Copenhagen and California have been early adopters of Hyundai’s fuel cell vehicles, which are repurposed ix35s (called Tucson in the USA). June 2013 saw the first fleet of fuel cell Hyundai’s take to the roads of Copenhagen to support its carbon-neutral aim. The first private consumers to hire the clean-energy crossover were the Bush family in Southern California in January this year.

A realistic option for eco-conscious consumers

The cars are being leased for $499 a month (with a $2,999 deposit) for 36 months in California. Considering that this deal comes with unlimited free hydrogen and valet maintenance, it is a realistic option for many consumers in California.
The greatest challenge in order for the fuel cell car to become a mainstream option for low emission transportation is the lacking infrastructure. California, for example, has 9 fueling stations to date but plans to expand this number to 54 in the near future.

Hyundai ix35 fuel cell specs

Hyundai provides a beautifully animated advertisement promoting this vehicle as an alternative to petrol or diesel powered vehicles. Click here to watch.
At a glance, here are some of the highlights of the ix35/Tucson Fuel Cell:
  • The only tailpipe emission is water – that means zero carbon dioxide tailpipe emissions
  • It received the 2013 Price Future Auto accolade for being the first auto manufacturer to successfully begin series production 2 years ahead of competitors
  • The maximum range on a single tank is an adequate 594 km – taking you from Frankfurt to Berlin on a single tank for example
  • The car takes only 3 minutes to charge
  • If you converted the amount of hydrogen required to drive 1 km to gasoline or petrol, the fuel efficiency would be an incredible 27.8 kilometres per liter.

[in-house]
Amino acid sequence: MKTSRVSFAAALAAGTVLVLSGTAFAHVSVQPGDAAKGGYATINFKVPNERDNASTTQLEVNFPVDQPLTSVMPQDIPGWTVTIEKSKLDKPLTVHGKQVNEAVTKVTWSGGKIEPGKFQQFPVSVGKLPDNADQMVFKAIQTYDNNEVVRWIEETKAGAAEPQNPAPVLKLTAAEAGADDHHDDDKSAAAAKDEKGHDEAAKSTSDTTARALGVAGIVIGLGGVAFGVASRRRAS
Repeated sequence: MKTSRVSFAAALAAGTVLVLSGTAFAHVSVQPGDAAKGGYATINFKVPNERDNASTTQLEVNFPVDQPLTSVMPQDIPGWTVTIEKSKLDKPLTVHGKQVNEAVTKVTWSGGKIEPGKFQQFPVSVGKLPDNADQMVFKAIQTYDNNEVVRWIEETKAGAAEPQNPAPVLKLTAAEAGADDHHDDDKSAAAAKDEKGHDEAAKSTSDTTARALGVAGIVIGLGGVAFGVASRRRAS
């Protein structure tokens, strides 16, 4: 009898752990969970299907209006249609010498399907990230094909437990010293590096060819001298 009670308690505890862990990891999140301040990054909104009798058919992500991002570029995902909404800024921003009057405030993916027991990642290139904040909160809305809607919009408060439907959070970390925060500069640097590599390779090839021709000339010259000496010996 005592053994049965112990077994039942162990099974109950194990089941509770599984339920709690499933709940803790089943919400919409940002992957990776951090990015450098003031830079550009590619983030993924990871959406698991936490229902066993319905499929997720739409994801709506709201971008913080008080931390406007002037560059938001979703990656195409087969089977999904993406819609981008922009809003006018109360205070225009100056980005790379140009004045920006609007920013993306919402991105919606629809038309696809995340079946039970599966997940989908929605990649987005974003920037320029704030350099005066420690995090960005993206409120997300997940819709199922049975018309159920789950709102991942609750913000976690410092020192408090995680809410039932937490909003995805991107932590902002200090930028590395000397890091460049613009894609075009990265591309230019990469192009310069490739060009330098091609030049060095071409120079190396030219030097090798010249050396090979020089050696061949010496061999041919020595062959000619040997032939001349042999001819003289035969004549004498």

• The electric motor and silencer in the fuel cell stack make for an extremely quiet ride
  • The green car market is a growing industry and Hyundai is positioning itself at the forefront
  • More detailed specs are available here.
The engineering behind the fuel cell
Those interested in the engineering behind the fuel cell module will appreciate this video provided by the California Fuel Cell Partnership. Fuel Cell Engineer Kevin Lee explains the structure of the Hyundai fuel cell power module. Click here to watch.

History of the fuel cell

Interestingly, the fuel cell is by no means a new invention – here is a quick look at the history of the fuel cell which has been used by NASA and the US navy:
The eco-conscious consumer can start to get really excited, because Hyundai is making sure that a high performance zero emission vehicle will become commonplace on the high street. Now city infrastructure just needs to catch up to provide sufficient hydrogen refueling stations.
Source: as posted on

Hyundai Sonata Refined Elegance

Since its inception in 1985, the Hyundai Sonata has steadily grown through its seven generations from a relatively average sedan to a sophisticated and luxurious ride. The 2015 Sonata, recently revealed in Korea and the New York Auto Show, is no exception, but does it have the same class killing effect that the sixth generation Hyundai possessed?
The previous generation Sonata took the market by surprise, marking, for many, the beginning of Hyundai’s massive design turnaround. Before then Hyundai had made reasonable cars that looked good enough to buy and drove well enough to enjoy, but something clicked at the beginning of the decade when Hyundai, not satisfied with being one of the global top five, started to really throw designer after designer into the development of their new cars. Their new design language, ‘Fluidic Sculpture’, was a game changer and clearly visible in the transformation of the Getz into the i20, the fourth generation Hyundai Accent and the stunning transformation of the Sonata. Packed with features that you would expect from a German car but with a far more friendly price tag, the Sonata sales helped to establish Hyundai internationally not only as a good car maker, but as a good-looking good car maker.